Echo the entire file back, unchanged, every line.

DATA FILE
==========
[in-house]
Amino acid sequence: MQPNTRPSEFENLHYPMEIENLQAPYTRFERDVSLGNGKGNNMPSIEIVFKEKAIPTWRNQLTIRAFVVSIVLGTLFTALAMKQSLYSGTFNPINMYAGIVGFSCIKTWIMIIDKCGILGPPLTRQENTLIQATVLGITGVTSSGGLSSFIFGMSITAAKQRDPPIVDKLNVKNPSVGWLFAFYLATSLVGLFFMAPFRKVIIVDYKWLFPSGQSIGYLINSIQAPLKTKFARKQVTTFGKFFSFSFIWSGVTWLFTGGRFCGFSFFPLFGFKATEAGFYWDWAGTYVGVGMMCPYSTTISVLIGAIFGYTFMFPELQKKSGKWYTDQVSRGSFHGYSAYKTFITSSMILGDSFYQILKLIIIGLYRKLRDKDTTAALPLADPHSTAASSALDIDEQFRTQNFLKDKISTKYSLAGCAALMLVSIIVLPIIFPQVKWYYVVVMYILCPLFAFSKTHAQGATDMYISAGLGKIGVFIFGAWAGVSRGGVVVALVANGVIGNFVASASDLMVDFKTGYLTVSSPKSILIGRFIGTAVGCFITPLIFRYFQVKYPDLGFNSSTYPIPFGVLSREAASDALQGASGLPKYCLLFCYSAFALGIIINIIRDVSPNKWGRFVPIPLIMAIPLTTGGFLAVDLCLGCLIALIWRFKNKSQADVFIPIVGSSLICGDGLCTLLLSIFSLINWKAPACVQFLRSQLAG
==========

[in-house]
Amino acid sequence: MQPNTRPSEFENLHYPMEIENLQAPYTRFERDVSLGNGKGNNMPSIEIVFKEKAIPTWRNQLTIRAFVVSIVLGTLFTALAMKQSLYSGTFNPINMYAGIVGFSCIKTWIMIIDKCGILGPPLTRQENTLIQATVLGITGVTSSGGLSSFIFGMSITAAKQRDPPIVDKLNVKNPSVGWLFAFYLATSLVGLFFMAPFRKVIIVDYKWLFPSGQSIGYLINSIQAPLKTKFARKQVTTFGKFFSFSFIWSGVTWLFTGGRFCGFSFFPLFGFKATEAGFYWDWAGTYVGVGMMCPYSTTISVLIGAIFGYTFMFPELQKKSGKWYTDQVSRGSFHGYSAYKTFITSSMILGDSFYQILKLIIIGLYRKLRDKDTTAALPLADPHSTAASSALDIDEQFRTQNFLKDKISTKYSLAGCAALMLVSIIVLPIIFPQVKWYYVVVMYILCPLFAFSKTHAQGATDMYISAGLGKIGVFIFGAWAGVSRGGVVVALVANGVIGNFVASASDLMVDFKTGYLTVSSPKSILIGRFIGTAVGCFITPLIFRYFQVKYPDLGFNSSTYPIPFGVLSREAASDALQGASGLPKYCLLFCYSAFALGIIINIIRDVSPNKWGRFVPIPLIMAIPLTTGGFLAVDLCLGCLIALIWRFKNKSQADVFIPIVGSSLICGDGLCTLLLSIFSLINWKAPACVQFLRSQLAG